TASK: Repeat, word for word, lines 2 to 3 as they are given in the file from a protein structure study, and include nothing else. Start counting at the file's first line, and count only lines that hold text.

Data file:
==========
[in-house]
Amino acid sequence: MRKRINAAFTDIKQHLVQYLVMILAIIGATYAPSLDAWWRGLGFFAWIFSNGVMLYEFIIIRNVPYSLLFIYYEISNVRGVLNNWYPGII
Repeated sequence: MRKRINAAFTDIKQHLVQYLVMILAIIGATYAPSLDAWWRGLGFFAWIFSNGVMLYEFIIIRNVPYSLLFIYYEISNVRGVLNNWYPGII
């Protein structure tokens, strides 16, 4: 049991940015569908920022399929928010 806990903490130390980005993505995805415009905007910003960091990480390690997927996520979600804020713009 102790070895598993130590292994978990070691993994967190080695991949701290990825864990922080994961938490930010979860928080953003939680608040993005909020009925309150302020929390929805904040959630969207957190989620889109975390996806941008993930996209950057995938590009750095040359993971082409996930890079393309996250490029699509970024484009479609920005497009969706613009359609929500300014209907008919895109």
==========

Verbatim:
Amino acid sequence: MRKRINAAFTDIKQHLVQYLVMILAIIGATYAPSLDAWWRGLGFFAWIFSNGVMLYEFIIIRNVPYSLLFIYYEISNVRGVLNNWYPGII
Repeated sequence: MRKRINAAFTDIKQHLVQYLVMILAIIGATYAPSLDAWWRGLGFFAWIFSNGVMLYEFIIIRNVPYSLLFIYYEISNVRGVLNNWYPGII